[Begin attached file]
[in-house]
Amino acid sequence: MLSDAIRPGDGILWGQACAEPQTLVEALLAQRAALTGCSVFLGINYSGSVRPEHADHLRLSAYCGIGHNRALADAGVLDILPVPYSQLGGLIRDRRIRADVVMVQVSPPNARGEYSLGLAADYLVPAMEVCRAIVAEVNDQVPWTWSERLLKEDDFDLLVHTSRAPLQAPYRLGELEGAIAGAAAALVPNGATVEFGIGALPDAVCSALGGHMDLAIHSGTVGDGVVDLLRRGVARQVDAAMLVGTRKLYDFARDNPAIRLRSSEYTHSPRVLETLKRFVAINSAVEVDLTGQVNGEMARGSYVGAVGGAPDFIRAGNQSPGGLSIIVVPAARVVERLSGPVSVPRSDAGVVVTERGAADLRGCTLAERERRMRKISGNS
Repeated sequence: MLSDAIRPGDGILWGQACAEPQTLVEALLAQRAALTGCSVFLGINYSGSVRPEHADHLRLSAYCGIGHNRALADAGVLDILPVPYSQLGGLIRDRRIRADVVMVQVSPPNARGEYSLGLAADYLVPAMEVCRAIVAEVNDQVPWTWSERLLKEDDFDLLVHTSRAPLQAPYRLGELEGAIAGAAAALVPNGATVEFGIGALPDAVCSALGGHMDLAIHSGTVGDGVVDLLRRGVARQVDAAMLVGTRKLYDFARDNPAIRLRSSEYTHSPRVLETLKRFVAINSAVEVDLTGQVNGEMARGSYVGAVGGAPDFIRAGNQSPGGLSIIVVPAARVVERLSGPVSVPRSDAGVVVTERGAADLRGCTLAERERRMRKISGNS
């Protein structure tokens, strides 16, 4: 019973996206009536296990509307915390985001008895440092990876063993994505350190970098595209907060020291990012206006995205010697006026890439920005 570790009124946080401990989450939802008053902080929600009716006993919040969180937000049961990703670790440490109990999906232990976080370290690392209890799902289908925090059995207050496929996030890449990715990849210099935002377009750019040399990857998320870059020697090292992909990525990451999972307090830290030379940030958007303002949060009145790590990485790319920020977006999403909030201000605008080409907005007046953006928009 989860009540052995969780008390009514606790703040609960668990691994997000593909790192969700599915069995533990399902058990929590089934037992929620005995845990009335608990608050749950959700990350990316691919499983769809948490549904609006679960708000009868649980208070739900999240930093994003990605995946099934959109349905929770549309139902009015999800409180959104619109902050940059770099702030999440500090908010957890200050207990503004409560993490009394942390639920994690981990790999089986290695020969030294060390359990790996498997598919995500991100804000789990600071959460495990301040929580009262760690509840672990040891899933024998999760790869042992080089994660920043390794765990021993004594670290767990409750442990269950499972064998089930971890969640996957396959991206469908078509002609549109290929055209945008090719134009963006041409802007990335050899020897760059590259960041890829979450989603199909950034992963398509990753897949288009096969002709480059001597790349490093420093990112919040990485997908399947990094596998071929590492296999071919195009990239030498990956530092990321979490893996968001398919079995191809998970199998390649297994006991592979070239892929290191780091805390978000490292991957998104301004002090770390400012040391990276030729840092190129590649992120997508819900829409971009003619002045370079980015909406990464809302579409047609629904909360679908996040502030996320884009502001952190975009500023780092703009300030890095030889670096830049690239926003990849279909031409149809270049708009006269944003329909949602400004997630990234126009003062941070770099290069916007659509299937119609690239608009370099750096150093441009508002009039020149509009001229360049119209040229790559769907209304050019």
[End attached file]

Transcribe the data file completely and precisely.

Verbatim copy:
[in-house]
Amino acid sequence: MLSDAIRPGDGILWGQACAEPQTLVEALLAQRAALTGCSVFLGINYSGSVRPEHADHLRLSAYCGIGHNRALADAGVLDILPVPYSQLGGLIRDRRIRADVVMVQVSPPNARGEYSLGLAADYLVPAMEVCRAIVAEVNDQVPWTWSERLLKEDDFDLLVHTSRAPLQAPYRLGELEGAIAGAAAALVPNGATVEFGIGALPDAVCSALGGHMDLAIHSGTVGDGVVDLLRRGVARQVDAAMLVGTRKLYDFARDNPAIRLRSSEYTHSPRVLETLKRFVAINSAVEVDLTGQVNGEMARGSYVGAVGGAPDFIRAGNQSPGGLSIIVVPAARVVERLSGPVSVPRSDAGVVVTERGAADLRGCTLAERERRMRKISGNS
Repeated sequence: MLSDAIRPGDGILWGQACAEPQTLVEALLAQRAALTGCSVFLGINYSGSVRPEHADHLRLSAYCGIGHNRALADAGVLDILPVPYSQLGGLIRDRRIRADVVMVQVSPPNARGEYSLGLAADYLVPAMEVCRAIVAEVNDQVPWTWSERLLKEDDFDLLVHTSRAPLQAPYRLGELEGAIAGAAAALVPNGATVEFGIGALPDAVCSALGGHMDLAIHSGTVGDGVVDLLRRGVARQVDAAMLVGTRKLYDFARDNPAIRLRSSEYTHSPRVLETLKRFVAINSAVEVDLTGQVNGEMARGSYVGAVGGAPDFIRAGNQSPGGLSIIVVPAARVVERLSGPVSVPRSDAGVVVTERGAADLRGCTLAERERRMRKISGNS
């Protein structure tokens, strides 16, 4: 019973996206009536296990509307915390985001008895440092990876063993994505350190970098595209907060020291990012206006995205010697006026890439920005 570790009124946080401990989450939802008053902080929600009716006993919040969180937000049961990703670790440490109990999906232990976080370290690392209890799902289908925090059995207050496929996030890449990715990849210099935002377009750019040399990857998320870059020697090292992909990525990451999972307090830290030379940030958007303002949060009145790590990485790319920020977006999403909030201000605008080409907005007046953006928009 989860009540052995969780008390009514606790703040609960668990691994997000593909790192969700599915069995533990399902058990929590089934037992929620005995845990009335608990608050749950959700990350990316691919499983769809948490549904609006679960708000009868649980208070739900999240930093994003990605995946099934959109349905929770549309139902009015999800409180959104619109902050940059770099702030999440500090908010957890200050207990503004409560993490009394942390639920994690981990790999089986290695020969030294060390359990790996498997598919995500991100804000789990600071959460495990301040929580009262760690509840672990040891899933024998999760790869042992080089994660920043390794765990021993004594670290767990409750442990269950499972064998089930971890969640996957396959991206469908078509002609549109290929055209945008090719134009963006041409802007990335050899020897760059590259960041890829979450989603199909950034992963398509990753897949288009096969002709480059001597790349490093420093990112919040990485997908399947990094596998071929590492296999071919195009990239030498990956530092990321979490893996968001398919079995191809998970199998390649297994006991592979070239892929290191780091805390978000490292991957998104301004002090770390400012040391990276030729840092190129590649992120997508819900829409971009003619002045370079980015909406990464809302579409047609629904909360679908996040502030996320884009502001952190975009500023780092703009300030890095030889670096830049690239926003990849279909031409149809270049708009006269944003329909949602400004997630990234126009003062941070770099290069916007659509299937119609690239608009370099750096150093441009508002009039020149509009001229360049119209040229790559769907209304050019």